I was sceptical and also a little snooty about the idea that someone could instruct me on how to tidy.
The queen of tidy and declutter with years and years of practice!
My dad was a bankie – we moved around a lot when I was growing up – we learnt to travel light to save on packing up.
But I’m only a queen with a little ‘q’ – I’m not a fanatic. Stuff can build up; I’ve also learnt to live with a certain amount of messiness over time.
However my default position is clean and tidy.
So what on earth could Marie Kondo in The Life-Changing Magic of Tidying possibly tell me that I didn’t already know about clean and tidy?
In some ways not a lot.
Her philosophy of keeping only the things that bring you joy (or that you specifically need) is how I already decide what to keep and what to toss (although my words over the years have been ‘bliss’ and ‘beauty’).
However, the secret to Kondo’s success lies in her system.
Her KonMari method is simple, easy to follow and do, logical and it works.
I started folding my clothes to her method simply by following the brief one page of instructions in the book.
It worked exactly as she said it would.
There is a ‘sweet spot’ that tells you when you’ve folded a piece just the right way. Handling each item of clothing does make it easier to decide which ones to keep and which ones to toss. I can now see all my jumpers and long-sleeved tops in one go and I have more space (to buy more!! yay!)
I googled the folding method this morning to see if I was doing it the right way. Google images is now full of people photographing their drawers full of KonMari folded clothes. We’ve all done it the same way. It works. It’s easy.
The main thing though that I have got from the KonMari Method is about the art of letting go.
I already understand the zen-like pleasure of tidying and decluttering. Kondo has simply given me a specific set of principles to hang this feeling on.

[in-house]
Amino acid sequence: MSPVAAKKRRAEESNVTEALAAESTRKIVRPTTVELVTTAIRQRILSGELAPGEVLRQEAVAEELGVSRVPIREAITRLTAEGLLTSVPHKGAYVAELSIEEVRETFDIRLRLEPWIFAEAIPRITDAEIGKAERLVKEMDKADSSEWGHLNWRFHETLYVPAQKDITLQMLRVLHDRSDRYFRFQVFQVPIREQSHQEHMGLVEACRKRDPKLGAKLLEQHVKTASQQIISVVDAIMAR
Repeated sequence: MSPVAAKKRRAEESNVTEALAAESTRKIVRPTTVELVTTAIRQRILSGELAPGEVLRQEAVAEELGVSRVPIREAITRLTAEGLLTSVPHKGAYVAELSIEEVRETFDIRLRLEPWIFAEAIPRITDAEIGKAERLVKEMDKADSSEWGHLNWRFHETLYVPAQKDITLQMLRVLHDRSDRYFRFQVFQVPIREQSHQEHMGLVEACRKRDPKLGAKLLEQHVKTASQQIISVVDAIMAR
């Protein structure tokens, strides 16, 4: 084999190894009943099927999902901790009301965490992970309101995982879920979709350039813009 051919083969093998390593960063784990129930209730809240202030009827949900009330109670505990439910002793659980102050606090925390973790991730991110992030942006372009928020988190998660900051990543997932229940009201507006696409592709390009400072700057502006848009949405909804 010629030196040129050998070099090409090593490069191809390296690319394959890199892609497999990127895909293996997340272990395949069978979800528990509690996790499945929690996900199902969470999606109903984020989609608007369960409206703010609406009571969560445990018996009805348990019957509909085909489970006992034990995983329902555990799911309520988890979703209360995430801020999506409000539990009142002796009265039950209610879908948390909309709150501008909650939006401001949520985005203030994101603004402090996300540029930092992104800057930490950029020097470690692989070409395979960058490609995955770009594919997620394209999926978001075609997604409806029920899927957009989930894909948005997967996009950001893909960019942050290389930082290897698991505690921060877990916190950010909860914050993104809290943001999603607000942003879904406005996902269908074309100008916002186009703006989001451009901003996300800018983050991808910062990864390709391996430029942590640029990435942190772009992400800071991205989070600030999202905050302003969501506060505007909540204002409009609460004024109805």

I often struggle to throw out clothes I have never worn or only worn once. Kondo simply says:
‘Thank you for giving me joy when I bought you’, or ‘Thank you for teaching me what doesn’t suit me’, and let it go….By acknowledging their contribution and letting them go with gratitude, you will be able to truly put the things you own, and your life, in order. In the end, all that will remain are the things that you really treasure.
For me, this was the final step I needed to make the throwing out decision even easier than I already found it.
The real test will be whether I can apply this method to all my photo albums!
But that it one of the last categories on Kondo’s list to declutter as it is the hardest for all of us.
During our recent move I used the ‘will I reread this book?’ as my method for what to keep and what to give away. Kondo’s method is even easier than that.
Forget about whether you think you’ll read it again or whether you’ve mastered what’s inside. Instead, take each book in your hand and decide whether it moves you or not. Keep only those books that will make you happy just to see them on your shelves, the ones that you really love….Books like this, which fall into one’s personal Book Hall of Fame, are simple to identify.
To only keep the stuff that brings me joy is a really liberating thought.
Gone are those clothes that make me feel frumpy, that barely used lipstick colour that just doesn’t suit me, that broken cup given to me by a friend who is no longer with us – I will always remember her; I don’t need a broken cup to prompt me to do so.
Gone are those knick-knacky things that gave me pleasure once, but now just gather dust. The pleasure I got from them was in the past; not now.
You can do it too.
Yes you can!